Daniel Carbone: For the past few months I’ve been living 60 miles north of the city in a town called Putnam Valley. Prior to that I spent twelve years in NYC, most of which were in Brooklyn. I started in Crown Heights, had a few places in Greenpoint, and ended up on the border of South Williamsburg and Bed-Stuy.
Josephine Decker: Clinton Hill—been here two years, before that eight years in Prospect Heights!
fob26In what ways is living in Brooklyn beneficial to your career as a filmmaker? In what ways is it a hindrance?
Frances Bodomo: Among many things, Ridgewood reminds me that there is a world outside of film, and that there are people under eighteen and above 45 in this world! Since I moved here I’ve been much more invested in my neighborhood and community. It’s helped me focus on the fact that I make art for/with people and not for the film industry.
Lauren Wolkstein: Most of my filmmaker friends live in the neighborhood, so it feels like a tight-knit community of artists. We often get together on a whim to workshop ideas and talk shop. The only downside is that weekend maintenance on the Q train can make Ditmas feel a little isolating at times. Speaking of which, it’s really time for me to invest in a bike!
Lily Baldwin: Brooklyn has grit, and it’s huge. I love the sprawling diversity of it. One of my dads grew up near Coney Island, and I’ve shot a film out there as homage to the iconic playground it is. The “melting pot” that is Brooklyn (as is the LES) is really a narrative inspiration to me—its unconventional overlap helps me come up with ideas.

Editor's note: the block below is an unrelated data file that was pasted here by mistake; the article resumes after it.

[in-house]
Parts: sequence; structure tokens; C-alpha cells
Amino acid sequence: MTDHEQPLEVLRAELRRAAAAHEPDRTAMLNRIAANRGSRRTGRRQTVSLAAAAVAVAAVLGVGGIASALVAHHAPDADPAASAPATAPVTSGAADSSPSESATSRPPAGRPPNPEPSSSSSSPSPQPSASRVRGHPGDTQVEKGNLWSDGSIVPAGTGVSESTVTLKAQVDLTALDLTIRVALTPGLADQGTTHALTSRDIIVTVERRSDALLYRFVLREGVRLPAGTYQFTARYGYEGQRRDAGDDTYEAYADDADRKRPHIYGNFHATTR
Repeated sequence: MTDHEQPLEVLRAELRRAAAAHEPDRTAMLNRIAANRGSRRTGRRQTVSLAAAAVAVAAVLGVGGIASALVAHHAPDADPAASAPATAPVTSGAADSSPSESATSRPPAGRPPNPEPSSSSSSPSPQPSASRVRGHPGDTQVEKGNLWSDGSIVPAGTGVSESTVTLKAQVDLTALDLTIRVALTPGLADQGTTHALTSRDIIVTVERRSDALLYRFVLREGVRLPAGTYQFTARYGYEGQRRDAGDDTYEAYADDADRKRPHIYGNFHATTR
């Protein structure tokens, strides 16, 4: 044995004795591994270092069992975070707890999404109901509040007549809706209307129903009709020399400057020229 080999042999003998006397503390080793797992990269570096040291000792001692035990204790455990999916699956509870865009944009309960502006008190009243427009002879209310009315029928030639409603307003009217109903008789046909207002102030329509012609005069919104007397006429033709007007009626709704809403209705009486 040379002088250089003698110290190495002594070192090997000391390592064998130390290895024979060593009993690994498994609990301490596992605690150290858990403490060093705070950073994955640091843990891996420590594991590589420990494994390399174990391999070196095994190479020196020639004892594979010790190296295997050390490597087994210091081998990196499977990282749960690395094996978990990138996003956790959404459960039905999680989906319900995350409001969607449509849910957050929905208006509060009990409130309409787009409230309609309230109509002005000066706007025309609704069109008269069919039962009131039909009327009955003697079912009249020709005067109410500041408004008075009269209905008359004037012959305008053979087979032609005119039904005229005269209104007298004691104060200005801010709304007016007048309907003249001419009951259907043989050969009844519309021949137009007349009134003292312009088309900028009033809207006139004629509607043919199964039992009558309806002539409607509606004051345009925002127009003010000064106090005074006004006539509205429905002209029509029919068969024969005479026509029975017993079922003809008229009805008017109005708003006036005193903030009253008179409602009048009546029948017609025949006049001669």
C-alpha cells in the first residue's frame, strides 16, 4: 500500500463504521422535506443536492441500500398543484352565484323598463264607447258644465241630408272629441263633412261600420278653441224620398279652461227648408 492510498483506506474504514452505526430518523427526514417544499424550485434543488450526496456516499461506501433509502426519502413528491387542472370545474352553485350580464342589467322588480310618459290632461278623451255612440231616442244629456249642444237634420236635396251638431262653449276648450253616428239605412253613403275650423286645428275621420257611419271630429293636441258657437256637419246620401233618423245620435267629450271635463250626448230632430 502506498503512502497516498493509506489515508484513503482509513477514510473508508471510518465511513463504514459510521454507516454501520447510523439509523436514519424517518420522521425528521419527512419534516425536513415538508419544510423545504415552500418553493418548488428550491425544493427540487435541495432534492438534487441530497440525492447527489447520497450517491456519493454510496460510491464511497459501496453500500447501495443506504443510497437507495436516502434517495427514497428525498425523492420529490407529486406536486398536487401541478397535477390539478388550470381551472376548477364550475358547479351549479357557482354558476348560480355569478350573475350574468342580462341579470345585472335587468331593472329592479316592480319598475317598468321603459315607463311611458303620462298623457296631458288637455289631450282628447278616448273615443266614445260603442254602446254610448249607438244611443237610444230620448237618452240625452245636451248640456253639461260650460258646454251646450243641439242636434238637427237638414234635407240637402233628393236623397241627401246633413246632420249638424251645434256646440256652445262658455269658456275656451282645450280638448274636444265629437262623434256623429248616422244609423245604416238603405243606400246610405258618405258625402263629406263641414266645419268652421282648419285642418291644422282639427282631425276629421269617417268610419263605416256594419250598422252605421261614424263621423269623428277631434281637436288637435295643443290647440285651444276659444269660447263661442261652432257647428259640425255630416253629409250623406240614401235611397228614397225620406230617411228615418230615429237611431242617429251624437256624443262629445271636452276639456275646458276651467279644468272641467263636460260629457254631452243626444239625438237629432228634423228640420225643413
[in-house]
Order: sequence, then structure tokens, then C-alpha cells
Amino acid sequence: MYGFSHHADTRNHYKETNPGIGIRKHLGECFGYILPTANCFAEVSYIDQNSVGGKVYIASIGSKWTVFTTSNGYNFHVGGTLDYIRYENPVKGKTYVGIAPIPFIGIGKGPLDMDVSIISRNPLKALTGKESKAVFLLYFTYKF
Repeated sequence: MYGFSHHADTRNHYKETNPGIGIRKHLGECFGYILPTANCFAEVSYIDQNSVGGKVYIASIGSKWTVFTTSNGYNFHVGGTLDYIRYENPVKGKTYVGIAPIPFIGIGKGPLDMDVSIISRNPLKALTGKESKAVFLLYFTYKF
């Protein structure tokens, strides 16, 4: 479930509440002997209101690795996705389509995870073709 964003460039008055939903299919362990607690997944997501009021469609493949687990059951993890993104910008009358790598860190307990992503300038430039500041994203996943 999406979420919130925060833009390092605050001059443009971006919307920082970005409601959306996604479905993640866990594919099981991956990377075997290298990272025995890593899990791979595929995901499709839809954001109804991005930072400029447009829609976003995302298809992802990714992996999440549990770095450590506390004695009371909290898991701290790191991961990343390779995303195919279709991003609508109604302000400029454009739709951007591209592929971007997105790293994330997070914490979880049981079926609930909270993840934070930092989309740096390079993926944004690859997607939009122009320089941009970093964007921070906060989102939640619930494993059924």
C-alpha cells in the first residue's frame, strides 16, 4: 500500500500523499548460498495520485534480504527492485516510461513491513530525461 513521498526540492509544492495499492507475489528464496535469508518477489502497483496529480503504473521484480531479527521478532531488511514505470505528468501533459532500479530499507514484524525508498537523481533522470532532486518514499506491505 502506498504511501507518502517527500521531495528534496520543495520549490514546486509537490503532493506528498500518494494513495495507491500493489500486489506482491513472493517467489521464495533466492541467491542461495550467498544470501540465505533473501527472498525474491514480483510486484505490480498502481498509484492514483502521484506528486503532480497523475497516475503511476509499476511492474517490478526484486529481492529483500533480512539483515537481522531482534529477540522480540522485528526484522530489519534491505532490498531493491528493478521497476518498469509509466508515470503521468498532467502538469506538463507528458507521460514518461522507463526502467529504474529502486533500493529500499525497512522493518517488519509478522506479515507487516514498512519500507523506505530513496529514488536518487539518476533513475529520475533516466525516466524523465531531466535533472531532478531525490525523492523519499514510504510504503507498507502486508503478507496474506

Daniel Carbone: For a young filmmaker, I think it would be difficult to find a more inspiring place than Brooklyn. There’s deep network of filmmakers with a decidedly independent philosophy. The vast majority of filmmakers I work with, and whose work I love, I met while living in Brooklyn.
Josephine Decker: Brooklyn is a mushpot of everybody! An inspiring pool of accents and encounters and, importantly, other filmmakers! I love Brooklyn! But—why do we live in a city with so few trees, lakes and spiders and leopards? I get a lot of inspiration from nature, so living in Brooklyn is HARD for that. But I try to meditate by the lake in Prospect Park and feel like I’m one with the ducks and their plastic bags.